Acropora digitifera coral synchronized sprawling
Full moon nights in summer are very special for corals. At 10 p.m., when water is around 24°C (75°F), Acropora digitifera corals in the southernmost part of Japan start to release their eggs and sperm, known as gametes, exactly at the same time in a process called synchronized spawning.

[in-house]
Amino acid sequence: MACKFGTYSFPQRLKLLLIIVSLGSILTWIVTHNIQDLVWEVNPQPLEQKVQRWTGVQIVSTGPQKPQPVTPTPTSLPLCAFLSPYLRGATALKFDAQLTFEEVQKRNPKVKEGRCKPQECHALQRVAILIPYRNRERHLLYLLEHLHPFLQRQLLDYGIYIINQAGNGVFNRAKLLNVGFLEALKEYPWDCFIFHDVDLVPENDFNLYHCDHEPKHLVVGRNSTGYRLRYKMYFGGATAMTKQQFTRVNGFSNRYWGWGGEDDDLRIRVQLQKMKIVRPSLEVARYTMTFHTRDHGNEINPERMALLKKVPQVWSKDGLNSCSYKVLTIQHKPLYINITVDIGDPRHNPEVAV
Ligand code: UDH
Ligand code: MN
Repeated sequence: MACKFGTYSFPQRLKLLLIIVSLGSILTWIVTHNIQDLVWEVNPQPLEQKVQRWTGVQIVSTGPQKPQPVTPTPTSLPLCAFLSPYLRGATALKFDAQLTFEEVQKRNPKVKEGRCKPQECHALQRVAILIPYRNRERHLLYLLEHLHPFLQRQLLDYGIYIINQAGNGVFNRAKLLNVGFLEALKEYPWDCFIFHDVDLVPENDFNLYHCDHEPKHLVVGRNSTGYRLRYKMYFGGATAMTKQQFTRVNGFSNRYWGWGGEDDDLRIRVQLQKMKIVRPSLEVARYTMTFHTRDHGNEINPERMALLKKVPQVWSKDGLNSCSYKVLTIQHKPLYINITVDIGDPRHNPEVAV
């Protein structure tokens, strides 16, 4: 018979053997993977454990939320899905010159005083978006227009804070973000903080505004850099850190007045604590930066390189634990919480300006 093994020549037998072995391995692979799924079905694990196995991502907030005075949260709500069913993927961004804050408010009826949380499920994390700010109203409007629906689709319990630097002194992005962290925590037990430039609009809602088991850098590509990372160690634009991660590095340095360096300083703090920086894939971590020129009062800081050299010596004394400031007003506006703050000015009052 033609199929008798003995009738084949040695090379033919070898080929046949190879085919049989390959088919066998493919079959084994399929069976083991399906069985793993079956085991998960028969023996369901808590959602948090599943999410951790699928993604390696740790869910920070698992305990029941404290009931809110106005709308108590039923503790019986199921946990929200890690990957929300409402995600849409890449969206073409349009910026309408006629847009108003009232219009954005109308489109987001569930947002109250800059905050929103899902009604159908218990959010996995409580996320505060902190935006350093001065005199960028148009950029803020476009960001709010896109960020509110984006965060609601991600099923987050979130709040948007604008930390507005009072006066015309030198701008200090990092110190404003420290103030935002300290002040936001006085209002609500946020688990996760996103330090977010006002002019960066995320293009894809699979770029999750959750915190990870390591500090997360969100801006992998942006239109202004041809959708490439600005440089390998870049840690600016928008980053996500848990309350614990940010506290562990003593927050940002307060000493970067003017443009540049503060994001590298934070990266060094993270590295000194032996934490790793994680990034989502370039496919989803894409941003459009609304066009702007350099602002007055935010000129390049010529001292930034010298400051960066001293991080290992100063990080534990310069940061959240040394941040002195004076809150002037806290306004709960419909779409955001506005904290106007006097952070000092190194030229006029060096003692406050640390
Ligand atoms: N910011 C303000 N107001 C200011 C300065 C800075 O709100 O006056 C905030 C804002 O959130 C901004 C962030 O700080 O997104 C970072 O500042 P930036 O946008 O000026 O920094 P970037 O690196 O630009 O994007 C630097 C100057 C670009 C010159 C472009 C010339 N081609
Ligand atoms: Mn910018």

Since corals cannot move to find a partner, they let their reproductive cells free float in the ocean, hoping for an encounter. Understanding how the resulting newborn coral larvae migrate and settle is crucial to protect our beautiful coral reef.
Credit： Dr Chuya Shinzato
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